Core Stories

From Predator to Prey

Predator Hunting Basics

There are few experiences more addicting than calling a coyote in. The challenge of outwitting a skilled predator on their home turf provides a thrill that most hunters can't shake.

Coyotes live in every corner of North America, from deep in the wilderness to rural communities and major metropolitan cities. Capable of adapting to nearly any environment, their growing population makes hunting these predators a very popular, and very necessary, sport among hunters.

Like any hunting or shooting sport, predator hunting can be intimidating to break into if you’re new. But it doesn’t have to be. With the right gear and a little guidance, you’ll be hooked in no time. If you want to start hunting coyotes, then the following guide will help you get started.

Geared for the Hunt

New to predator hunting? Chances are, you already have everything you need. Basic gear – aside from a rifle – includes a bi-pod or shooting-sticks, strong lights with extra batteries, camouflage, an electric call, and an optic that suits the terrain. Coyotes typically bed down during the day and hunt at night, so the optic you use will vary depending on the hunt.

Daytime hunts require lightweight gear as you are mobile, moving from spot to spot to find where the animals are bedded down. A low-power, lightweight scope like the VX-3i 2.5-8x36mm works well for day hunts; the wide field-of-view and lighter setup make for easier shots in heavy vegetation and close encounters.

For nighttime hunts, use a high-power optic with a large objective, like the VX-6HD 4-24x52mm. The higher magnification helps with accurate identifications in the dark. When you see eyes at 300 yards out, you need to get a good look at the animal to ensure proper identification, and to determine how to call them in and position yourself.


Setup for Success

The type of setup you use depends personal preference and terrain. Some hunters set up in a high-rack loaded into the bed of a truck, others walk in and sit, while some post up in a tree stand. Regardless of the setup you choose, it should always cater to two things: wind and visibility.

Coyotes are masters at keeping out of sight, especially when stalking prey, so having 360° of visibility increases your odds of seeing them approach. But setting up in a place with good visibility is only half the equation. Most predators will circle downwind before coming in to a call, so it’s vital to pay attention to the crosswind and always have a set of eyes downwind. A predator’s nose is unbeatable, so don’t try to fool them. Instead, use their cautious behavior to your advantage. Set up in a spot that forces them to cross an opening if they want to circle downwind of the call – this gives you the opportunity for a shot before they wind you.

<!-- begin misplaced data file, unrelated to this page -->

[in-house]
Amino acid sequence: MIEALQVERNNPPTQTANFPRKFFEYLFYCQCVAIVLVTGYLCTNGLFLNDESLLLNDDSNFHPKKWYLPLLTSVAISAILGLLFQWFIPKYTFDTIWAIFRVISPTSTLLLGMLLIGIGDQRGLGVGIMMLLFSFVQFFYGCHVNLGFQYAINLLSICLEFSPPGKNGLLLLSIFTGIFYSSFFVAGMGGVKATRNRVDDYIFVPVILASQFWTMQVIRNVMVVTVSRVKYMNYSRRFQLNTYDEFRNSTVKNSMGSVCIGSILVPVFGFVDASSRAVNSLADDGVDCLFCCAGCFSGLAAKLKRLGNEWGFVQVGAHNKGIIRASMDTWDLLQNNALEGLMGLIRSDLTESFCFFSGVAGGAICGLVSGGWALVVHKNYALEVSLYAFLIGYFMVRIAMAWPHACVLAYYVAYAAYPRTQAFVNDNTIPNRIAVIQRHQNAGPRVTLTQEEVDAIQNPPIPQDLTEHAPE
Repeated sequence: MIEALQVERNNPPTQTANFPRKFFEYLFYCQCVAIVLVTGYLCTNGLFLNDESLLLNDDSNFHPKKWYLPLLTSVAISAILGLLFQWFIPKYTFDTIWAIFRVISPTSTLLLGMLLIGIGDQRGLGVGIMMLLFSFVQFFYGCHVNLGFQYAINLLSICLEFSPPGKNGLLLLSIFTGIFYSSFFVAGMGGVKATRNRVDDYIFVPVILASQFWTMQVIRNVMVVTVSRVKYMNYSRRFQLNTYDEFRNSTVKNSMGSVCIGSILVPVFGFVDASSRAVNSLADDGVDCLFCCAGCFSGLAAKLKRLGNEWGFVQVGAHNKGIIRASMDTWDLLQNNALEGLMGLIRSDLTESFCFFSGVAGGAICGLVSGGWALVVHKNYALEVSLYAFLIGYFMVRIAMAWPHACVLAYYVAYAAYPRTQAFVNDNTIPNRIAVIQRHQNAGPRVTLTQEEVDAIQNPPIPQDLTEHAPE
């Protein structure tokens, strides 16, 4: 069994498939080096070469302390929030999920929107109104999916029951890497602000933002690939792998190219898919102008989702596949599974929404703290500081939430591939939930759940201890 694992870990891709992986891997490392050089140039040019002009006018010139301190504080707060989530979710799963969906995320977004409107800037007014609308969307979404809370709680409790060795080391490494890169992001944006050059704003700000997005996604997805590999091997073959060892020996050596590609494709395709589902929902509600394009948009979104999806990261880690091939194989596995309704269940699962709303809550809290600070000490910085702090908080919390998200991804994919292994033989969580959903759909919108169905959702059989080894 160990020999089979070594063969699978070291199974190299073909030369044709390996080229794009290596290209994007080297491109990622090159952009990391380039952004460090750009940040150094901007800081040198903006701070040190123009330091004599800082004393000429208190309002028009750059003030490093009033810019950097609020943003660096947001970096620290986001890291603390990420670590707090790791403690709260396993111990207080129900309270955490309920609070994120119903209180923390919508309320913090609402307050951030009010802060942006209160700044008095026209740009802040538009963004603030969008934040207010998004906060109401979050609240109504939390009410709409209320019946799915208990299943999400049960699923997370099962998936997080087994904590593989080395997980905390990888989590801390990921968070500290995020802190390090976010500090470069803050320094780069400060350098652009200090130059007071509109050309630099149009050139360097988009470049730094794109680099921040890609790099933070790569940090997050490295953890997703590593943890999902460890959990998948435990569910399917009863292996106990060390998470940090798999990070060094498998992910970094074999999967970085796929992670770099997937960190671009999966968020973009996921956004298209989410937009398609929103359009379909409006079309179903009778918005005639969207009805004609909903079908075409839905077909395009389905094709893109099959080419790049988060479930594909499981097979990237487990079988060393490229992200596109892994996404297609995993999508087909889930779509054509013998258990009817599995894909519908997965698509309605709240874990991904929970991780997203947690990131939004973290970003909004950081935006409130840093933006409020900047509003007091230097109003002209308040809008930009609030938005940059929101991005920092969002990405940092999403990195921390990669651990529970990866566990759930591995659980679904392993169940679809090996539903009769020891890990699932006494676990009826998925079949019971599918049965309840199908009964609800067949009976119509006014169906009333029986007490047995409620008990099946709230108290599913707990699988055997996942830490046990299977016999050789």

How long you sit and how far you move between stands depend on the terrain. Coyotes travel large distances and have exceptional hearing, so it’s best to space your setups a mile or more apart when hunting in open country, or just around the next hill when hunting in mountainous terrain. Typically, coyotes come in within the first 10 minutes of calling, so each stand should last no more than 15 minutes.


Talk the Talk

Calling is an acquired skill; the more you do it, the better you get. Most electric calls have a wide selection of sounds to pick from, but if you don’t know where to begin, start by listening and then mimicking what you hear.

For coyotes, there are three moods you can appeal to: hunger, curiosity, and territorial anger. A skilled hunter can evoke each of these through a progression of calls, luring in even the most wily predator. The trick to calling in coyotes is to understand their seasonal habits: Every season brings a new set of motivations and knowing these motivations will help you call more effectively.

In the fall, coyotes gain weight to prepare for the winter months; use distress calls to appeal to their hunger. During the winter, finding food and defending their territory matter most; appeal to their hunger and anger with a series of distress calls that start out quiet and grow louder, ending with a howl. This combination alerts nearby coyotes that there is food in the area and a coyote encroaching on their territory. Spring is breeding season, the time when howling is critical. Effective calls include male challenge howls, female invitation howls, or pair howls. Your calls should appeal to either a single male looking to mate, or a male and female pair looking to pick a fight.


Tips

Don’t stop calling after you shoot, chances are a second coyote will come in after the first. Coyotes hunt in loose pairs, especially in the spring, and aren’t always spooked by the sound of gunshots. So keep calling. If you see a second coyote take off, then you can stop them with a submissive call, like a pup in distress or a whimper, giving you the opportunity for a second shot.

Use your light! Many new and experienced predator hunters don’t use their light enough. Instead of using it intermittently, which can spook off animals, use your light constantly. By leaving the light on, predators become comfortable with it from a distance and it will make it much easier to spot incoming animals. Light also serves as incredible camouflage. Animals can’t see anything behind the light if you keep it in their eyes, which gives you the freedom to move around and prepare for the shot.


Listen & Learn

Listen to the Core Insider Podcast for more tips on Predator hunting.


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